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Get your telescopes ready, people: asteroid 2010 WC9 will be flying by Earth at the terrifying speed of 28,655 miles per hour this Tuesday at 6:05 p.m. EDT. The WeekFacts.com reported about the space rock on last Saturday. It's passing closer than large asteroids typically do, but remember, when you're talking about space, "close" is a relative term.

Eight years ago, astronomers lost a near-Earth asteroid. The limited observations at the time did not allow its orbit to be well defined until it was observed in recent days, nearly eight years later.

A big asteroid is due to dart past Earth on Tuesday, coming at about half the distance between our planet and the moon.

However, this time, it's about a different space rock.

This might seem like a long way away from us, but it is actually one of the closest known approaches of an asteroid of this size.




Unfortunately, the asteroid will not light up brightly enough to be visible to the naked eye, but small telescopes could aid you in the endeavour. The asteroid measures between 197 and 427 feet in diameter.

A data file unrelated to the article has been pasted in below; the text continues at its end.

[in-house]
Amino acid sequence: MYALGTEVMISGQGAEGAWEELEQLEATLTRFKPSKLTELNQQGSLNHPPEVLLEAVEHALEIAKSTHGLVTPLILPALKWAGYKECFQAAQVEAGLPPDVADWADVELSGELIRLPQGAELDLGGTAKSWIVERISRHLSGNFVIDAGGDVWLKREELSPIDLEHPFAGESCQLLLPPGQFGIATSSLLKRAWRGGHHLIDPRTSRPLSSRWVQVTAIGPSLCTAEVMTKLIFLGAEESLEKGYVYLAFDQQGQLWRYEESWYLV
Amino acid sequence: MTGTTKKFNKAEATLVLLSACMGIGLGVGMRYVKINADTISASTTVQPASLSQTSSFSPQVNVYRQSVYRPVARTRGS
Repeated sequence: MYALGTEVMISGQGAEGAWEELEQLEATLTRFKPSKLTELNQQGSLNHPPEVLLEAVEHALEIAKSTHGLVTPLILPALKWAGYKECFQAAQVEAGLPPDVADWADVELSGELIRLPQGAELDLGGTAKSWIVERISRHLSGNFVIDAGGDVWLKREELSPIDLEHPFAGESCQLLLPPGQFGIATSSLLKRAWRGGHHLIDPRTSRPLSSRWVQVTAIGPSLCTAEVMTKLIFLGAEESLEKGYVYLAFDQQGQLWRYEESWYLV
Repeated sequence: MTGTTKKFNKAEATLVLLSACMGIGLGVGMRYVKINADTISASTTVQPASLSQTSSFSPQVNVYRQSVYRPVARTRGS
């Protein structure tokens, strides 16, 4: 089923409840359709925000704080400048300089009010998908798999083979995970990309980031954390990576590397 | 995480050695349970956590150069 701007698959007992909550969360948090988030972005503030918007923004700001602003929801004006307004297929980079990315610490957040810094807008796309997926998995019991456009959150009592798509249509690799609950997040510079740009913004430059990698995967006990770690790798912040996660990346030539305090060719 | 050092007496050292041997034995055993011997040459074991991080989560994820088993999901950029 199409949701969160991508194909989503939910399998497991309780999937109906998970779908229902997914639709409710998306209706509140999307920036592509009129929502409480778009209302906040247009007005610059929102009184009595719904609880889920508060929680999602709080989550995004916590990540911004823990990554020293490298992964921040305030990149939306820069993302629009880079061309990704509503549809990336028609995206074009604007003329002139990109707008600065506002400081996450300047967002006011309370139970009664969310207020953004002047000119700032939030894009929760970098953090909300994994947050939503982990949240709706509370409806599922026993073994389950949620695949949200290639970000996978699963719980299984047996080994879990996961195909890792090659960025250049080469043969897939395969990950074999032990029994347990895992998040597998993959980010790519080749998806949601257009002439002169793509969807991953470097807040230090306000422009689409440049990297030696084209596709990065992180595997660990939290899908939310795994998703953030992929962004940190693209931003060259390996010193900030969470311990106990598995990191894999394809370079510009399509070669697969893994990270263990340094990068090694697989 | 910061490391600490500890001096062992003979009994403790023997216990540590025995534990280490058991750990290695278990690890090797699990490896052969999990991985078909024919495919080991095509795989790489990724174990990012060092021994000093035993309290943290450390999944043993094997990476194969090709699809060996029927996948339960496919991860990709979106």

According to Fox News, 2010 WC9 was first spotted in November 2010 by the NASA-backed space project Catalina Sky Survey, but was then lost for several years, only to be rediscovered on May 8.

An asteroid similar to the one illustrated here was first discovered in 2010 and will pass between Earth and the moon on Tuesday.

"The air will continue less than 25 minutes, because the Asteroid will cross our field of view in this period of time". The asteroid will be moving quite rapidly (30 arcseconds per minute). London, England's Northolt Branch Observatories began live-streaming its approach at about 7 PM on May 14. We are of course collecting astrometric data whilst this is happening, but the motion of the asteroid will be apparent every five seconds!

As NBC's David Freeman writes, asteroids of 2010 WC9's size shouldn't be too much cause for concern as they're only thought to make contact with our planet just once every 6,000 years.


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